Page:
On 20th December, a news release from the OECD said that Korea must step up enforcement of its foreign bribery laws and strengthen the capacities of law enforcement agencies to proactively detect and investigate the offence, according to a new report by the OECD Working Group on Bribery. The report says that enforcement of foreign bribery has weakened since 2011 and the enforcement rate does not correspond to the significant level of exports and outward investment by Korean companies in countries and sectors at high risk for corruption.
CHILE UPS FOREIGN BRIBERY ENFORCEMENT BUT FLAWED CASE RESOLUTIONS ARE INSUFFICIENT TO ENSURE TRANSPARENCY AND ACCOUNTABILITY
Another news release from the OECD on 20th December is concerned with a new report by the OECD Working Group on Bribery. The Working Group has just completed its Phase 4 evaluation on Chile’s implementation of the Convention of Combating Bribery of Foreign Public Officials in International Business Transactions and related instruments. The report says that, since Phase 3, Chile has increasingly resolved corruption cases through conditional suspensions and abbreviated procedures. These instruments have contributed to increasing foreign bribery enforcement. However, some aspects of these resolutions are insufficient to ensure proper transparency and accountability. The report also highlighted positive aspects of Chile’s efforts to fight foreign bribery and Chile obtained its first foreign bribery conviction in November 2016.
US: BROKER IS THE FIRST CHARGED UNDER MONEY-LAUNDERING ‘RED FLAG’ LAW
Baker McKenzie on 20th December reported that Federal prosecutors in New York filed the first criminal charge against a US broker-dealer under a decades-old AML law, accusing a small Kansas firm of ignoring “red flags” about a shady payday lender.
FORMER PRESIDENT OF THE PERUVIAN SOCCER FEDERATION ARRESTED FOR CORRUPTION
On 20th December, Insight Crime reported that Edwin Oviedo was arrested for crimes he allegedly committed as a member of the “White Collars of the Port” – made up of business leaders, judges and other judicial officials, among others and based in Callao – including influence peddling and bribery.
UK: ONLINE INVESTIGATIONS INTO TERROR-RELATED CRIMES DOUBLE
On 20th December, Police Professional reported that the number of ongoing online investigations into terror-related activities has doubled in the past year, according to new figures released by the Metropolitan Police Service’s (MPS) Counter Terrorism Internet Referral Unit (CTIRU). Between January and December 2018, the CTIRU (which was set up in 2010) was involved in supporting 396 counter terrorism investigations, the equivalent of around 33 per month. This figure has doubled since 2017 when the unit was supporting, on average, around 15 investigations each month. The unit also received 1.297 reports of terror-related online content from members of the public since the beginning of the year.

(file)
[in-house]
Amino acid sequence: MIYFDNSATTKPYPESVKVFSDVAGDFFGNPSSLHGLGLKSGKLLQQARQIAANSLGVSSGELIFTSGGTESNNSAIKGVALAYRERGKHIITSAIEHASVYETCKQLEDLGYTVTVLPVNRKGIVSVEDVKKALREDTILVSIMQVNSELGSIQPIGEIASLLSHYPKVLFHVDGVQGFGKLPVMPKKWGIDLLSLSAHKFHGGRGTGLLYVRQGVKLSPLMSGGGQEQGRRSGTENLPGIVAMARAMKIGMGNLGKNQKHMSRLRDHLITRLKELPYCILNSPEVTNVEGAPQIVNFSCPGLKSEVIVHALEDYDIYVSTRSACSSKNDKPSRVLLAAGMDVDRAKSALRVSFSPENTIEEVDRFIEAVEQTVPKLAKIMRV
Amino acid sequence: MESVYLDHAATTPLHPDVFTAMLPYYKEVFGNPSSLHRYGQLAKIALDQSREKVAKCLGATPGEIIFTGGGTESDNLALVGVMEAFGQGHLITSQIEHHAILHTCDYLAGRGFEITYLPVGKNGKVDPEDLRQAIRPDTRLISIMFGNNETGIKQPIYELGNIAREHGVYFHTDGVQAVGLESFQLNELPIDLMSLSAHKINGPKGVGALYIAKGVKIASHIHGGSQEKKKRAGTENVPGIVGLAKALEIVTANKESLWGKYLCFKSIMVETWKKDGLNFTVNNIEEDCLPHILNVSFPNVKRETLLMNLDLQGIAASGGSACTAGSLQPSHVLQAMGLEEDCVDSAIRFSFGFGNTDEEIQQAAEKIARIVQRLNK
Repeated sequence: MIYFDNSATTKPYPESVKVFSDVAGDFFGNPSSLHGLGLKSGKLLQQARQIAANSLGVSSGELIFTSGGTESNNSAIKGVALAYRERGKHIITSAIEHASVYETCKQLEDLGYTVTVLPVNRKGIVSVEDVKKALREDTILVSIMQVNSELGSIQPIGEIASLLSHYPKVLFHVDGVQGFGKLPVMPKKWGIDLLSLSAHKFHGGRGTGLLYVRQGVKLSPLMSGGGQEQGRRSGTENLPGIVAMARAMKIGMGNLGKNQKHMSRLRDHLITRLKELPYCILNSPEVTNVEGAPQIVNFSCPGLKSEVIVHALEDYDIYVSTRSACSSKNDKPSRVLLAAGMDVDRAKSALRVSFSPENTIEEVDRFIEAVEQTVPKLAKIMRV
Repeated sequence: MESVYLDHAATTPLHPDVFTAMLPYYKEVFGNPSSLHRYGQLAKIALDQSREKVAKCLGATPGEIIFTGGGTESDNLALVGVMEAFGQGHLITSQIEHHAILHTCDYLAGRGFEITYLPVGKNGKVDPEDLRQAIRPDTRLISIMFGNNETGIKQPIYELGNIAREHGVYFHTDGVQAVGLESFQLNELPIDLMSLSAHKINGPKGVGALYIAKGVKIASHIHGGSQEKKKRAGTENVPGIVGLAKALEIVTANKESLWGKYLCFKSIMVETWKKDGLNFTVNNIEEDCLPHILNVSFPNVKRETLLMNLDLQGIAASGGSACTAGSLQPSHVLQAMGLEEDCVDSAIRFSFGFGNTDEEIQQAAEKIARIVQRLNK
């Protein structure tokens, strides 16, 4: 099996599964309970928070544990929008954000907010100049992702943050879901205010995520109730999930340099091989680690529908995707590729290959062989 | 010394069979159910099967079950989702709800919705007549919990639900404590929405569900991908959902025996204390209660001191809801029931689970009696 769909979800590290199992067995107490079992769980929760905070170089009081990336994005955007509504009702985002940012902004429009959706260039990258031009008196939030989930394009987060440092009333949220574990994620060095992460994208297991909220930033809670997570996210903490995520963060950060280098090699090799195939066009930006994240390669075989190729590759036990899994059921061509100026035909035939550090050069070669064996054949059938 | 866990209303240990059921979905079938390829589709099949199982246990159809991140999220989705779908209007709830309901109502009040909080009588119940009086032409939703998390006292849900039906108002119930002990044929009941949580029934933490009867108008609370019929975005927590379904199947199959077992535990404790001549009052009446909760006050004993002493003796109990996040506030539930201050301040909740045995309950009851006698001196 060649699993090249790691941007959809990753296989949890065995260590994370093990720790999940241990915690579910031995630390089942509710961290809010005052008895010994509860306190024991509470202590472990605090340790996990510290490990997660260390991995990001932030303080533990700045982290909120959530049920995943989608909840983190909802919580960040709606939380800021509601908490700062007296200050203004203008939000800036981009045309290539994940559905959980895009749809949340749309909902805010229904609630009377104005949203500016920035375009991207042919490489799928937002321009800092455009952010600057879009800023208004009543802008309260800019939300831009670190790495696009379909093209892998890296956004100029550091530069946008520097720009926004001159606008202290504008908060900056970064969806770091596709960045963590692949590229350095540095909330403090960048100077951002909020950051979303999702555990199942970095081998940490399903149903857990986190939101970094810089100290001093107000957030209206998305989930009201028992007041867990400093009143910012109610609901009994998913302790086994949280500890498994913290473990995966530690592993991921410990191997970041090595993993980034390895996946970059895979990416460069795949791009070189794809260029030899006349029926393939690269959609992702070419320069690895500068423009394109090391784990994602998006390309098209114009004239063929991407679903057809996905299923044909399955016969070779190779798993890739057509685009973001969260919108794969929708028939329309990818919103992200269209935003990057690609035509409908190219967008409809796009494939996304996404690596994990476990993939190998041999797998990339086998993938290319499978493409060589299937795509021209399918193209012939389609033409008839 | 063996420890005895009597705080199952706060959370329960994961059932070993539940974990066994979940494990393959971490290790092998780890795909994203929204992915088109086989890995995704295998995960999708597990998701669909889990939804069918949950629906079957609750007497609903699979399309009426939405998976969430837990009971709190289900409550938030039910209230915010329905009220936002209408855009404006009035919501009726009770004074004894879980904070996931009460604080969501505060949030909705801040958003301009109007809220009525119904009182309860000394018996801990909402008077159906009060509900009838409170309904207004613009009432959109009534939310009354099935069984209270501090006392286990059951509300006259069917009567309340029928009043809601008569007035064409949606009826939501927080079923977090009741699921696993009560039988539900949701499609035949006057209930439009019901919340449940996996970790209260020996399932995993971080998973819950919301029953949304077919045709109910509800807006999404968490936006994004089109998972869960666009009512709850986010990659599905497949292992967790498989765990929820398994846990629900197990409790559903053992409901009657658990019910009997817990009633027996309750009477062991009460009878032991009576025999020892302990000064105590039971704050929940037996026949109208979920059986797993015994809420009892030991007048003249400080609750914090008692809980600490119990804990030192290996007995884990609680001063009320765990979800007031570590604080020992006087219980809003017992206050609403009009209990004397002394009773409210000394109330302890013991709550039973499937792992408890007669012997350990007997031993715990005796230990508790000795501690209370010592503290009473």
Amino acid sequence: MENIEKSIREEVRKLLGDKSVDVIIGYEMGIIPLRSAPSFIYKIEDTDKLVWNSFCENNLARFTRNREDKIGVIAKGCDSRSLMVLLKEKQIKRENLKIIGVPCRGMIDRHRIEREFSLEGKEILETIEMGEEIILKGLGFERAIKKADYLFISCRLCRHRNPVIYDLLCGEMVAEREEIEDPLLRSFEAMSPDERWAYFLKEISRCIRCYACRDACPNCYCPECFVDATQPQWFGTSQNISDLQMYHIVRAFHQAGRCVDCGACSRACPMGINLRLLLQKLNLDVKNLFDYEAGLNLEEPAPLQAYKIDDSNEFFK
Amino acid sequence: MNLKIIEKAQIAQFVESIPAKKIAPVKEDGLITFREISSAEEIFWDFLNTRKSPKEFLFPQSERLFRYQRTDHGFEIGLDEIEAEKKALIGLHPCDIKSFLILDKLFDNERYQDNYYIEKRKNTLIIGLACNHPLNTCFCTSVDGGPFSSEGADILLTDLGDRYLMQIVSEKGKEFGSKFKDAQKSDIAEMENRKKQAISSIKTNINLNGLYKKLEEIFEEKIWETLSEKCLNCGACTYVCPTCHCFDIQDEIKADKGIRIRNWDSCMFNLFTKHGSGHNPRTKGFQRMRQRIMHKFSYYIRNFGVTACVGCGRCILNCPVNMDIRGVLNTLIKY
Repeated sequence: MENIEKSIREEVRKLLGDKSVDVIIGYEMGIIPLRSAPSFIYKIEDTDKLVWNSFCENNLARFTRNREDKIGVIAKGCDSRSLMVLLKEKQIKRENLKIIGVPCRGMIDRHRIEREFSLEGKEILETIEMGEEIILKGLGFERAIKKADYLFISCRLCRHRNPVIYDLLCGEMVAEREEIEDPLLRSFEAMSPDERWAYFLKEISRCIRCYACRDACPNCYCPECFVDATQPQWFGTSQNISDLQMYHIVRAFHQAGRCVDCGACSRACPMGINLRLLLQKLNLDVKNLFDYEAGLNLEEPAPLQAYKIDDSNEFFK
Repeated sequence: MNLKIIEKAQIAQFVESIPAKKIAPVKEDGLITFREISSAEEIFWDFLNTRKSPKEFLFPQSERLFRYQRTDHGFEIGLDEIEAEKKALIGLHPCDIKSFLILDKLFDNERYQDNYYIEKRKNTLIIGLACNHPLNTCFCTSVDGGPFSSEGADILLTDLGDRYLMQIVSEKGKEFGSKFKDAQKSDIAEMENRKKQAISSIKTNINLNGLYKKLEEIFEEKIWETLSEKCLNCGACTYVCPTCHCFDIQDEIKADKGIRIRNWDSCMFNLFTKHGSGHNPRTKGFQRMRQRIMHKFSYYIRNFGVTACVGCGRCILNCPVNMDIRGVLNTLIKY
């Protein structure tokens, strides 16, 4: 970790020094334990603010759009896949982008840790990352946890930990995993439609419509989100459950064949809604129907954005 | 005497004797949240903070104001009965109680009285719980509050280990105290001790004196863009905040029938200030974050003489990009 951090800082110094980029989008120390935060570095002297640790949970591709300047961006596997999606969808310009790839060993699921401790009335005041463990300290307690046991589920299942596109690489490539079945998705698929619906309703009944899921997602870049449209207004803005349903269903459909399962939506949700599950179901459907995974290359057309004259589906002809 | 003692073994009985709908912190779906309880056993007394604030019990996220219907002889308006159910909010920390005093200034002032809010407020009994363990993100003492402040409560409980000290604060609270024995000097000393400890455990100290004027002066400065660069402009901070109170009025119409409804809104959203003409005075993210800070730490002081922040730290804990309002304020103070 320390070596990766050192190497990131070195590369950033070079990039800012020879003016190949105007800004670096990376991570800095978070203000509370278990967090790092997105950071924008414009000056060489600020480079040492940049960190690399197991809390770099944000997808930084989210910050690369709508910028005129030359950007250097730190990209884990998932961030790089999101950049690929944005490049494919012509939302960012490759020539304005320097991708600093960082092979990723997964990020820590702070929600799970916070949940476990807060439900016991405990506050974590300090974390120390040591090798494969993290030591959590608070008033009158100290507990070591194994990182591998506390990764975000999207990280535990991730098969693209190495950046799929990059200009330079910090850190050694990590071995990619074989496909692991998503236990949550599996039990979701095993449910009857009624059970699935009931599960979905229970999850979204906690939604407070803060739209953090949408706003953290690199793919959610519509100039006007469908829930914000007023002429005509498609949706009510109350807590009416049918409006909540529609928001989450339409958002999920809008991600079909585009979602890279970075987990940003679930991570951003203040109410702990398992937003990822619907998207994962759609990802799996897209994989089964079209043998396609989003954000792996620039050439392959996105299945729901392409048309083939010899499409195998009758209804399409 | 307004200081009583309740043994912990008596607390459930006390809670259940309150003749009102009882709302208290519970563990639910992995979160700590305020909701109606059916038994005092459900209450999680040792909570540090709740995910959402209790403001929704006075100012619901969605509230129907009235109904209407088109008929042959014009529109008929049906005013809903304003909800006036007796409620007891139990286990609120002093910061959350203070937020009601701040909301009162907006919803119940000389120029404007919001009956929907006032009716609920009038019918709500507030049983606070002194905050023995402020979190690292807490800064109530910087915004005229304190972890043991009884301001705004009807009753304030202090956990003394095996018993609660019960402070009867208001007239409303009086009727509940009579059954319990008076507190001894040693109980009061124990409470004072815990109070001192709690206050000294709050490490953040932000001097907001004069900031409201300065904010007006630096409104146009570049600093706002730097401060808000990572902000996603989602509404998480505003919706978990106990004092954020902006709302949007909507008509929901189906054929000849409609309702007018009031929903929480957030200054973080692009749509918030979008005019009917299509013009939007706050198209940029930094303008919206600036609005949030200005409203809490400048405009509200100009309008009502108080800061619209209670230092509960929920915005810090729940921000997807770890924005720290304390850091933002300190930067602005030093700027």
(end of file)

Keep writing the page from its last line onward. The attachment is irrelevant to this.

US DoD AND OTHER AGENCIES SEEK TO ENHANCE CONTRACTORS’ CYBER AND SUPPLY CHAIN SECURITY
On 20th December, Akin Gump published a briefing saying that the US Department of Defense (DoD) and its component services and agencies are taking several independent steps to assess and enhance their cyber and supply chain security that will directly or indirectly affect DoD contractors and subcontractors. Other federal agencies are also considering or implementing measures to enhance cyber and supply chain security that will directly or indirectly affect government contractors and their supply chains. These initiatives will intensify scrutiny of government contractors and subcontractors, increase their cyber and supply chain security compliance requirements, and affect their ability to compete for, and win, government contracts. This briefing summarises these initiatives and states our view that, despite the proposal and likely adoption of a comprehensive new Federal Acquisition Regulation (FAR) cybersecurity clause next year, federal government contractors and subcontractors are likely to face multiple, overlapping, and possibly conflicting cybersecurity and supply chain requirements for some time to come.
EU COURT RULES THAT COPYRIGHT OWNER’S EXCLUSIVE DISTRIBUTION RIGHT CAN BE VIOLATED BY THE STORAGE OF INFRINGING GOODS
On 20th December, World Intellectual Property Review reported on a CJEU case from Sweden in which a shop was prosecuted, having been found to have copyright material in storage, but not actually offered for sale. At appeal, it was found that the defendant had infringed the law only in respect of the goods in his shop, not those which were in the storage facilities and, although the goods had been stored for the purpose of sale, it cannot be said that they had been offered for sale. The CJEU said that the question arises whether goods bearing a protected motif which are kept, by a person, in storage facilities can be regarded as being offered for sale when that person offers identical goods for sale in a retail shop run by that person. The CJEU held that the court “an act prior to the actual sale of a work or a copy thereof protected by copyright, which takes place without the right holder’s consent and with the objective of making such a sale, may infringe the distribution right” of that copyright owner; and noted that carrying out the sale is not necessary to establish an infringement, but it must be proven that the goods are intended to be distributed to the public without the copyright owner’s consent.
EUROPE’S REGIONAL AIRPORTS ARE RISING IN POPULARITY
OFAC SETTLEMENT WITH US COMPANY OVER BELARUS SANCTIONS VIOLATIONS
On 20th December, OFAC announced a $7,772,102 settlement with Zoltek Companies Inc and its subsidiaries worldwide. Zoltek — a holding company headquartered in Bridgeton, Missouri, and the owner of Zoltek Corporation, located in the United States, and Zoltek Vegyipari ZRT, located in Hungary. The settlement is to settle its potential civil liability for 26 apparent violations of the Belarus Sanctions Regulations. The apparent violations involve the US company approving 26 purchases of acrylonitrile — a chemical used in the production of carbon fibre — between the Hungarian company and JSC Naftan, a Belarusian entity OFAC designated in 2011. The news release from OFAC says that this enforcement action highlights the risks for companies with overseas operations that do not implement OFAC compliance programmes or that implement compliance programmes that fail to address the sanctions regulations administered by OFAC.